Ernest Green

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Ernest Green
Ernest Green 1996.jpg
Green in 1996
Ernest Gideon Green

(1941-09-22) September 22, 1941 (age 81)
Alma materMichigan State University (BA, MA)
MovementCivil Rights Movement
AwardsCongressional Gold Medal
Spingarn Medal

Ernest Gideon Green (born September 22, 1941) is one of the Little Rock Nine, a group of African-American students who, in 1957, were the first black students ever to attend classes at Little Rock Central High School in Little Rock, Arkansas. Green was the first African-American to graduate from the school in 1958. In 1999, he and the other members of the Little Rock Nine were awarded the Congressional Gold Medal by President Bill Clinton.

Early life and education[edit]

Ernest Green was born in Little Rock, Arkansas in 1941 to Lothaire and Ernest Green, Sr. Ernest had a brother, Scott, and a sister, Treopia Washington.

As a child, Green participated in church activities and was a member of the Boy Scouts of America, eventually earning the rank of Eagle Scout.[1] He attended segregated Dunbar Junior High School and graduated after ninth grade, at which time he was assigned to Horace Mann High School, a new high school for African-Americans.

External video
video icon Interview with Ernest Green conducted in 1979 for America, They Loved You Madly, a precursor to Eyes on the Prize. Discussion centers on Green's role as one of the Little Rock Nine during the integration crisis at Central High School. Mr. Green mentions other students, including Melba Pattillo Beals, Minnijean Brown and Elizabeth Eckford.

At the end of his junior year at Horace Mann, Green volunteered to attend the all-white Little Rock Central High School in fall of 1957 and help desegregate one of the nation's largest schools.

Green became the only senior among the nine African Americans who decided to integrate Central High that fall.

Ernest Green made history on May 27, 1958, when he became the first of the Little Rock Nine, and the first African-American, to graduate from Little Rock's Central High School. Martin Luther King Jr., who was in Arkansas to speak at Arkansas Agriculture Mechanical and Normal College’s commencement in Pine Bluff, attended the graduation with the Green family.

Green attended Michigan State University as the beneficiary of a scholarship provided by an anonymous donor. While at Michigan State, Green continued to engage in activism and protests supporting the Civil Rights Movement. He later learned that the anonymous donor was John A. Hannah, the president of Michigan State, and an occasional target of protests by civil rights activists including Green. Green graduated with a Bachelor of Arts in 1962 and a Master's degree in sociology in 1964.


In 1965, Green received an apprenticeship in building trades from the Adolph Institute, a program designed to help minority women in the South with career development issues. From 1968 to 1976, he served as Director of the A. Philip Randolph Education Fund. From 1977 to 1981, he served as an Assistant Secretary of Labor during Jimmy Carter's administration.

From 1981 to 1985 Green was a partner in the firm Green and Herman, and from 1985 to 1986 he owned E. Green and Associates. He previously worked Lehman Brothers, where he was a Managing Director in the fixed income department of the Washington, D.C. office, focusing on public finance. He is also a board member at the Albert Shanker Institute.[2]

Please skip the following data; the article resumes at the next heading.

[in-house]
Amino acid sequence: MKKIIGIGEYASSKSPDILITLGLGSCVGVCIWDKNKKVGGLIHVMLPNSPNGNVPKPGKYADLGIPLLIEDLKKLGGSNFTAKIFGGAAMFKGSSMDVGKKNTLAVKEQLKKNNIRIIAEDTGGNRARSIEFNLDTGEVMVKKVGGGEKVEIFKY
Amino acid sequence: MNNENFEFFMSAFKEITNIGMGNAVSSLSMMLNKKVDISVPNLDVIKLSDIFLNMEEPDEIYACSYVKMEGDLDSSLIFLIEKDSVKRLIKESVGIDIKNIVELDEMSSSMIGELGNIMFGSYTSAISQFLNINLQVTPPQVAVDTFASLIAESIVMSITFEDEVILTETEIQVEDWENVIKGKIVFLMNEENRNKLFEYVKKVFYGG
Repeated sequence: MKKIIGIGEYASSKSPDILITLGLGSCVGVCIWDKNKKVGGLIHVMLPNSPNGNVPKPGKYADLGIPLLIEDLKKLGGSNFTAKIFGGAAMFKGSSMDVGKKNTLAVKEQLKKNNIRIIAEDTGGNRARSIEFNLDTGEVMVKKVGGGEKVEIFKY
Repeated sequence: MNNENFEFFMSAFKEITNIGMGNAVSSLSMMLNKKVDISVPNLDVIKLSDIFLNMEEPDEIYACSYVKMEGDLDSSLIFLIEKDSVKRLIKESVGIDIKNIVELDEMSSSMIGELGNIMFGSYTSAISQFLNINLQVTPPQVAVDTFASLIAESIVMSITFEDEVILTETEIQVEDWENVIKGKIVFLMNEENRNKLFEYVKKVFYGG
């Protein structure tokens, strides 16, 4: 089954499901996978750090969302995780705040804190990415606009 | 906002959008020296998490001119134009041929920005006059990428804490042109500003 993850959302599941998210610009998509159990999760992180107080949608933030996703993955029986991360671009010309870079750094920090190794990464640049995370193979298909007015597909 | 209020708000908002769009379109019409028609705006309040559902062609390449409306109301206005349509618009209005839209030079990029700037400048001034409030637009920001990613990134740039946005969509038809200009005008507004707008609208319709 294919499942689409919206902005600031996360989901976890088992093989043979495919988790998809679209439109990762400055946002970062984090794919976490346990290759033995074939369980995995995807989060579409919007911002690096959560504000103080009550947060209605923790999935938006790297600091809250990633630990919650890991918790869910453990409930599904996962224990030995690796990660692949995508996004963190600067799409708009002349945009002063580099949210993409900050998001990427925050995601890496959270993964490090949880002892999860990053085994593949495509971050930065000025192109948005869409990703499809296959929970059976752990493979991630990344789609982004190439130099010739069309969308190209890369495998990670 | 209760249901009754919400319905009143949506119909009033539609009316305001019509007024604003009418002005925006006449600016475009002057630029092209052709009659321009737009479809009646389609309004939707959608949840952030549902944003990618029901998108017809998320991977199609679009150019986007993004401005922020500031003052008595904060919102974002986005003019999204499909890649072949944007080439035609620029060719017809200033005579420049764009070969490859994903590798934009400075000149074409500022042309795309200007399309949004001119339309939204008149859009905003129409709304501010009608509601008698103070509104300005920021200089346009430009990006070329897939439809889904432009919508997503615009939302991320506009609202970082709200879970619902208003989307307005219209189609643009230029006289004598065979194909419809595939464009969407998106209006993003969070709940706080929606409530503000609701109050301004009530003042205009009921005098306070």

Green earned his Eagle Scout Award in 1956 before attending Central High.[3] Over 25 years later, he received the Distinguished Eagle Scout Award which BSA has awarded to fewer than 2000 men who earned Eagle as a Scout. In 2004, he organized the Scoutreach program in Washington, D.C. and served as the program's volunteer chair.

Green served as the board chair of Community Academy Public Charter School,[4] a Washington, D.C. charter school closed in 2015 for fiscal mismanagement.[5] On March 3, 2015 the Attorney General for the District of Columbia filed suit against Green and another board member for having "grossly abused their positions as directors" and "contributed to the school's acting contrary to its non-profit purpose". The suit has since been dismissed and no further charges filed.[6][7]

Television portrayals[edit]

Green has been depicted in two made-for-television movies about the Little Rock Nine. He was portrayed by Calvin Levels in the 1981 CBS movie Crisis at Central High,[8] and by Morris Chestnut in the 1993 Disney Channel movie The Ernest Green Story.[9]

In 1980, he was part of the Milton Friedman (PBS) Free to Choose panel discussion (volume 8 of 10) related to workers rights and the economy.

In 2019, he was portrayed by DeRon Horton on Drunk History: The Little Rock Nine Take on Segregation in Schools, which featured Amandla Stenberg.

See also[edit]


  1. ^ "Distinguished Eagle Scout Award" (PDF). Fact Sheet. Boy Scouts of America. 2006-12-31. Archived from the original (PDF) on 2016-03-12. Retrieved 2010-11-04.
  2. ^ APB Speakers - Ernest Green Archived 2008-04-08 at the Wayback Machine
  3. ^ ^ a: "Distinguished Eagle Scout Award" (PDF). Fact Sheet. Boy Scouts of America. December 31, 2006. Archived from the original (PDF) on March 12, 2016. Retrieved 2010-11-04.
  4. ^ "CAPCS | Board of Trustees". Archived from the original on 2015-04-23. Retrieved 2015-05-23.
  5. ^ "D.C. Charter School Board revokes charter for Height Community Academy - The Washington Post". The Washington Post.
  6. ^ "Judge upholds revocation of charter for D.C.'s Community Academy - The Washington Post". The Washington Post.
  7. ^ "502 Bad Gateway".
  8. ^ Crisis at Central High at the Internet Movie Database
  9. ^ The Ernest Green Story at the Internet Movie Database

External links[edit]